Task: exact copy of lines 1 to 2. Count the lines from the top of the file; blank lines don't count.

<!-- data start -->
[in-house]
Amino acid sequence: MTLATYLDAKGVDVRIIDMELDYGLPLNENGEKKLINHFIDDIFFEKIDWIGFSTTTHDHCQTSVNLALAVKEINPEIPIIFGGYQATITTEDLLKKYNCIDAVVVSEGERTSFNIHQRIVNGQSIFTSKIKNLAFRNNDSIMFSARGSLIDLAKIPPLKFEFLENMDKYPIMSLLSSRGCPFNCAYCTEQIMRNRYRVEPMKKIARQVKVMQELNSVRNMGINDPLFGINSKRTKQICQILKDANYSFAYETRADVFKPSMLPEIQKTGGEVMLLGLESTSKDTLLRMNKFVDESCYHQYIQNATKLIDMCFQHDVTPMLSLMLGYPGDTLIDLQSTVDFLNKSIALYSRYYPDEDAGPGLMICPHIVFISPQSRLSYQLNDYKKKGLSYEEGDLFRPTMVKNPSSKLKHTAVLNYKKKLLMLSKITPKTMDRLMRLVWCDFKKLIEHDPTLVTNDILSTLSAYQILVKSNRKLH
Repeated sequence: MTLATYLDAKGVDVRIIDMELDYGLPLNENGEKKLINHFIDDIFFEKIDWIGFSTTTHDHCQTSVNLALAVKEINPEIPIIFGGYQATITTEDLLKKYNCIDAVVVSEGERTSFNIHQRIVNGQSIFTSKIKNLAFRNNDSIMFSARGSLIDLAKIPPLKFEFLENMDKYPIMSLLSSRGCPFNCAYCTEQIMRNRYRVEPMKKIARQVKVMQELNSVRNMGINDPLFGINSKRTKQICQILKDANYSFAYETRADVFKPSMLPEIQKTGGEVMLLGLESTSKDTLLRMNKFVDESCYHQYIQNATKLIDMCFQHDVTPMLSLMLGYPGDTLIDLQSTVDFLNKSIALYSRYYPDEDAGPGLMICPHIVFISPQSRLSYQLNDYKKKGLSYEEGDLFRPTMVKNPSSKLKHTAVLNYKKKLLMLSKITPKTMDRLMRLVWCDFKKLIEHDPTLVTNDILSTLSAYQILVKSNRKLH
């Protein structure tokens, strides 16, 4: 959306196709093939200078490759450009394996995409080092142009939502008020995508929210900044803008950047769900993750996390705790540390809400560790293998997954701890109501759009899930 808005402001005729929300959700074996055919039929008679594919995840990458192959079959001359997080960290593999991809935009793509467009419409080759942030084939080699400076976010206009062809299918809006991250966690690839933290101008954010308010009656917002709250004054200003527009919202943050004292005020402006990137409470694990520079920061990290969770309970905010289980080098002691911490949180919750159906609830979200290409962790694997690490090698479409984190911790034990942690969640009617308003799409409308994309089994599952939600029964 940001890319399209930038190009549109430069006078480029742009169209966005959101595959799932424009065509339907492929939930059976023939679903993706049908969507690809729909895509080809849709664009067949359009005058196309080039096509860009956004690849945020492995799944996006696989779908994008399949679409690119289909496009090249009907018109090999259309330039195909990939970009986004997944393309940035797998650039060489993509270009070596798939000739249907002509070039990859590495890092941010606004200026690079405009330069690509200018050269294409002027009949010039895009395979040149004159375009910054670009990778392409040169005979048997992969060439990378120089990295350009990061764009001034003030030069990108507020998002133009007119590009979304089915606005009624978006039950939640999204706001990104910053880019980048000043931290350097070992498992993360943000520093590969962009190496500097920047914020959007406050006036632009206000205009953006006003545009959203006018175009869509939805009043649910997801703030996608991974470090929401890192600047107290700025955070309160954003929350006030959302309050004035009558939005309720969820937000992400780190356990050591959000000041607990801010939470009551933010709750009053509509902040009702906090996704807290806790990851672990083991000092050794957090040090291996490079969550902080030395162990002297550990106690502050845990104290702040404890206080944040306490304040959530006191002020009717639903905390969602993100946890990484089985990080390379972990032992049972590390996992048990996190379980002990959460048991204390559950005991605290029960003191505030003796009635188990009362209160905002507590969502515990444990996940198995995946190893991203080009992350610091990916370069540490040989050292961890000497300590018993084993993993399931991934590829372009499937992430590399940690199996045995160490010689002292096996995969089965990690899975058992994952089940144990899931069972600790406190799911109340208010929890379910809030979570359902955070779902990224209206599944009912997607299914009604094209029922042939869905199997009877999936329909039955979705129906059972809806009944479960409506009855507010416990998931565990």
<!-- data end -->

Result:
[in-house]
Amino acid sequence: MTLATYLDAKGVDVRIIDMELDYGLPLNENGEKKLINHFIDDIFFEKIDWIGFSTTTHDHCQTSVNLALAVKEINPEIPIIFGGYQATITTEDLLKKYNCIDAVVVSEGERTSFNIHQRIVNGQSIFTSKIKNLAFRNNDSIMFSARGSLIDLAKIPPLKFEFLENMDKYPIMSLLSSRGCPFNCAYCTEQIMRNRYRVEPMKKIARQVKVMQELNSVRNMGINDPLFGINSKRTKQICQILKDANYSFAYETRADVFKPSMLPEIQKTGGEVMLLGLESTSKDTLLRMNKFVDESCYHQYIQNATKLIDMCFQHDVTPMLSLMLGYPGDTLIDLQSTVDFLNKSIALYSRYYPDEDAGPGLMICPHIVFISPQSRLSYQLNDYKKKGLSYEEGDLFRPTMVKNPSSKLKHTAVLNYKKKLLMLSKITPKTMDRLMRLVWCDFKKLIEHDPTLVTNDILSTLSAYQILVKSNRKLH